getting copy of the order passed on such application. The court fee
collected must definitely and certainly include or deemed to include
the requisite expenses for furnishing copy also. If necessary court fee
may have to be increased. But certainly it is puerile to insist on a
separate application for a copy of the order from a party. At any rate
here it must certainly be insisted that copies of orders in bail and
anticipatory bail applications must be furnished free of cost to the
party-simultaneously with the pronouncement of the orders.

27. It is submitted that at the Sessions Court the Prosecutors do
not have as much and efficient assistance as is available to the law
officers of the High Court. In the Magistrate's court also, such
assistance is not available. In these circumstances it is submitted
that unnecessary and avoidable delay would unfortunately occur if the
claimants have to approach the Sessions Court for the relief under
Section 438 and 439 Crl.P.C. This again should not occur and should not
in any way contribute to the delay in disposal of applications under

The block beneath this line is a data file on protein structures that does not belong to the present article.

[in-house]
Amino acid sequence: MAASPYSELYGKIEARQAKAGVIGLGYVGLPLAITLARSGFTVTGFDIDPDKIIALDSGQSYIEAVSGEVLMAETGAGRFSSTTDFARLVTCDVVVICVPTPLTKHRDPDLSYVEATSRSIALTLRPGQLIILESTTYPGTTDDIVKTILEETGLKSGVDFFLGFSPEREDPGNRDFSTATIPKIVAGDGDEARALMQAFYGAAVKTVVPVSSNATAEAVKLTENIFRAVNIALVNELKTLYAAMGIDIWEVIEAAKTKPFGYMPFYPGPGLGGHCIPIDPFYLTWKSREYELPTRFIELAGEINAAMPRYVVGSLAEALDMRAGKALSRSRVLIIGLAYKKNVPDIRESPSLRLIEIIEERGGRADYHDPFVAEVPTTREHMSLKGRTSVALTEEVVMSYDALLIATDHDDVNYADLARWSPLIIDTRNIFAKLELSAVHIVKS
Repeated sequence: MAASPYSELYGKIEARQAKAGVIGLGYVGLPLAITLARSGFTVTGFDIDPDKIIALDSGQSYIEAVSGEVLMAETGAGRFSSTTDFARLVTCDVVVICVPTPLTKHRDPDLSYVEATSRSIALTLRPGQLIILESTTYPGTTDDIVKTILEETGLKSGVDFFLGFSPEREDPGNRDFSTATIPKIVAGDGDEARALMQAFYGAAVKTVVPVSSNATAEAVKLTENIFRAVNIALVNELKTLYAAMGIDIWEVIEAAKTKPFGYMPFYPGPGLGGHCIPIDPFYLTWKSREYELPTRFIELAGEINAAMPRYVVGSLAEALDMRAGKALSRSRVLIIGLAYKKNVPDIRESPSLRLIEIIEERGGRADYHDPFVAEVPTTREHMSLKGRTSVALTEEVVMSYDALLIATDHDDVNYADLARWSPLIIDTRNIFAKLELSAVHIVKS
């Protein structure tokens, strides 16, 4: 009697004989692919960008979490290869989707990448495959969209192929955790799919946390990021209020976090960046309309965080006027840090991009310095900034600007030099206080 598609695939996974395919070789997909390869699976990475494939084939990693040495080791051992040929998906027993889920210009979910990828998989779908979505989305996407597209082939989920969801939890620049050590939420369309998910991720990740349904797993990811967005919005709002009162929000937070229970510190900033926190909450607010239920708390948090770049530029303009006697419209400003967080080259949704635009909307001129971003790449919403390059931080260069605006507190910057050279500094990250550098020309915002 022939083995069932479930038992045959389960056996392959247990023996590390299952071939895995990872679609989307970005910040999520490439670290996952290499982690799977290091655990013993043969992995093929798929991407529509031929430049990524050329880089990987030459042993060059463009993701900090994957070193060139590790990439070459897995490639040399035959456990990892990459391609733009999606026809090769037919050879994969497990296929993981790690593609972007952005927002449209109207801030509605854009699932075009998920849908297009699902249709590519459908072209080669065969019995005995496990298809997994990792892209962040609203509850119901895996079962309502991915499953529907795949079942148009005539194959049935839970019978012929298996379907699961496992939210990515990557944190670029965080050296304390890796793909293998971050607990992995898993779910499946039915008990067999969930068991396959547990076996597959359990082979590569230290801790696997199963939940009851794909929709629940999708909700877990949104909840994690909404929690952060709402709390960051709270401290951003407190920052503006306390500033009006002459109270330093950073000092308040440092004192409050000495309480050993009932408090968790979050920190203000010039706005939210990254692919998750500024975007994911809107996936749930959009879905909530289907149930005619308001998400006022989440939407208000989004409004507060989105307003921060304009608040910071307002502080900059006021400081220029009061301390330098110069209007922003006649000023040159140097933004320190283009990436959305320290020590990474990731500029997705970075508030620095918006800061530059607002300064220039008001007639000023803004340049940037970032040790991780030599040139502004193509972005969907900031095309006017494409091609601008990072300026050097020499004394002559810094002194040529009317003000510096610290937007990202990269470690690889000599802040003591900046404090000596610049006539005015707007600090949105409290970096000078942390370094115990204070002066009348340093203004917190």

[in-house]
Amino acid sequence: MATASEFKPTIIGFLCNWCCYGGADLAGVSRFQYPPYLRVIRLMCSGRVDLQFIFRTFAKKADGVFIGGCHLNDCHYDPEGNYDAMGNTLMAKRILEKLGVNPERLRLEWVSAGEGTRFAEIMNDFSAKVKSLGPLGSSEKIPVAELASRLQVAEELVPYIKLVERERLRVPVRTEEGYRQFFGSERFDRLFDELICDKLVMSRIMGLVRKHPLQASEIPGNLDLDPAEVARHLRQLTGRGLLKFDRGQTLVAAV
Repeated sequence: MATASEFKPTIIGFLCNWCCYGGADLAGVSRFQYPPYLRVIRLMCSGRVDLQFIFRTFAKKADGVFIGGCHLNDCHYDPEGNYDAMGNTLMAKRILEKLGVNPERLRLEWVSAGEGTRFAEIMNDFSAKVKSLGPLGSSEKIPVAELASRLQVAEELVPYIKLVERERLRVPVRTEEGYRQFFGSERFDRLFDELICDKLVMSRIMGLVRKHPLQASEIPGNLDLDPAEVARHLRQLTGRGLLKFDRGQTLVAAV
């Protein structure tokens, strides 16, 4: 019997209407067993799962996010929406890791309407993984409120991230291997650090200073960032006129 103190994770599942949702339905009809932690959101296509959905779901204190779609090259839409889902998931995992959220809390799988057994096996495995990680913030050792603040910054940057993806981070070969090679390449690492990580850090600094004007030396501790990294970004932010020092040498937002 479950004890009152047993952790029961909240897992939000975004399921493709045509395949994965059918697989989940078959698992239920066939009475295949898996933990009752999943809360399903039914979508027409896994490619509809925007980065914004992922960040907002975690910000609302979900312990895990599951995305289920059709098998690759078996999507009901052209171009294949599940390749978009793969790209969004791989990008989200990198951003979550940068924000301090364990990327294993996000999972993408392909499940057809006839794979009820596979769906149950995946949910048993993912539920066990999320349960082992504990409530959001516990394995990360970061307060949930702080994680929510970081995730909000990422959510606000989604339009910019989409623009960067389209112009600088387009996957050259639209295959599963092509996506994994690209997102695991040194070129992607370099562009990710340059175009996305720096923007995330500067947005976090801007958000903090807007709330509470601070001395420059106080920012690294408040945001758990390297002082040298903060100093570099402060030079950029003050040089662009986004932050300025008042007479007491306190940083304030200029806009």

Section 438 and 439. It is the responsibility of the system to make
sure that such delay is avoided.

28. Appropriate safeguards can be insisted to avoid such delay in
the disposal of bail/anticipatory bail applications and the furnishing
of copies and in these circumstances the delay aspect cannot stand
against the acceptance of such a salutary self imposed procedural rule
of restriction.

29. It is submitted that there is no practice available in the
High Court of Kerala. All the relevant precedents were considering only
the advisability of continuing with an existing practice. A new
practice may not be introduced by this court by accepting such a rule,
it is urged. It is true that such a rigid rule has not been insisted by
this court. But that again cannot persuade me to hold that it is not
necessary to adhere to such a salutary procedural rule of self imposed
restriction if the same is found to be proper, legal and advantageous.

30. That no rules under the Crl.P.C. , the High Court Act and
Rules impose such a restriction is not at all relevant. If such a rule
of restriction can be imposed it is in exercise of the wide discretion
available to the court under Section 438 and 439. When the High Court
has powers to entertain applications under Section 438 and 439 and
exercise their discretion, the power or the jurisdiction to impose such
a salutary rule is inherent in such powers itself. It is not necessary
to trace such power outside such discretion or under the relevant
rules.

31. I do not find merit in the submission that the question must
be referred to a Division Bench for its decision. The decision reported
in Babu Premarajan v. Supdt. Of Police (2000(3) K.L.T. 177) does not at